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Should you plant peonies in your garden?

In Chinese, the peony plant is known as "sho yu," which means "most beautiful," [source: Flowers and Plants] and that's an apt description of this many-flowered perennial. Peony flowers can be white or one of the shades of pink or red. They come in a variety of forms; you can choose from single, semi-double or double blooms, or anemone or Japanese type. They bloom through the summer, bringing color and joy to your yard. Nor is the enjoyment for the eyes only: The blossoms also have a delicate fragrance.

Peony bushes may grow relatively slowly during their first few years in your garden, but be patient; they can reach a height of two or three feet (up to a meter) and have been known to last more than a hundred years, gifting you with bright blossoms year after year. They grow best in areas with well-defined seasons. They need the cold of winter as a time when they can rest between flowering seasons. They'll be happiest when planted in a spot that has good sun exposure and plenty of loamy, well-drained soil. Once established in your garden, peonies require little from you and will continue to grow and flower even if neglected. They rarely fall prey to pests and diseases [source: Koehne], and will cheerfully grow back even if eaten by deer.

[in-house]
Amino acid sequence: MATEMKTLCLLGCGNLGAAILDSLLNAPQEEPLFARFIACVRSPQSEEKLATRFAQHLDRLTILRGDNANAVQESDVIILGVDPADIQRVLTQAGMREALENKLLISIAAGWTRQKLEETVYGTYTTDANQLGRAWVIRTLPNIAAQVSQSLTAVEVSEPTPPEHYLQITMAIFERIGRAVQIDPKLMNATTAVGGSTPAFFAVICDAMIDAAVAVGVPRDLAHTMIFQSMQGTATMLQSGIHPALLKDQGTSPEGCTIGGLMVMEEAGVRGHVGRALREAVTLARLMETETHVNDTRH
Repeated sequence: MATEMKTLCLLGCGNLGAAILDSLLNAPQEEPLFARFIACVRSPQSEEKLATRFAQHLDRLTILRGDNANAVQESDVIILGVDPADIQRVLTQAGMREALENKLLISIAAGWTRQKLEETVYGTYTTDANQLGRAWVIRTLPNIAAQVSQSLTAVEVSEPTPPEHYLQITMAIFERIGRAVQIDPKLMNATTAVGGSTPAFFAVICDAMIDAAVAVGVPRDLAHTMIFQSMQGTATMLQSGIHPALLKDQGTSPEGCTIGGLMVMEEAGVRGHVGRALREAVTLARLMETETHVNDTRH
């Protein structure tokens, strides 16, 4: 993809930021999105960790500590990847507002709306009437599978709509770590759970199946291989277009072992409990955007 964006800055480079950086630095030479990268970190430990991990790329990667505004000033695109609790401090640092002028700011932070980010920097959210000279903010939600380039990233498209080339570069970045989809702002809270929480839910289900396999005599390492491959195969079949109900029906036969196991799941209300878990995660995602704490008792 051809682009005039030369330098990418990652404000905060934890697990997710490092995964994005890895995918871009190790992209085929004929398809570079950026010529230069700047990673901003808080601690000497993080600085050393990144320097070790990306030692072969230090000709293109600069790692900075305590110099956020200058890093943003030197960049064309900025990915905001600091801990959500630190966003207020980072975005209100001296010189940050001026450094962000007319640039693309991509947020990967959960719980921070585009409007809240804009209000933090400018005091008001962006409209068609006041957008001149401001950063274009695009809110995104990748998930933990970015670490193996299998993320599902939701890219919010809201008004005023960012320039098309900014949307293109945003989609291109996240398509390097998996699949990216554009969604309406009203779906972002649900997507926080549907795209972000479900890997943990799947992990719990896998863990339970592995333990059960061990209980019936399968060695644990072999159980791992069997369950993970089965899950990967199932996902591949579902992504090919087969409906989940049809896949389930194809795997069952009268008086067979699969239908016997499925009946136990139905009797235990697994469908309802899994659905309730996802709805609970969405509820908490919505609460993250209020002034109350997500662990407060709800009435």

The peony tree is a larger variety of peony, although it is actually more of a shrub than a tree. Its flowers are more delicate than those of the herbaceous types, but the leaves are hardier and don't die back even during the winter months. Peonies have been a garden favorite for more than 2,000 years. Not only was their beauty valued, but they were believed to have medicinal properties [source: Flowers and Plants].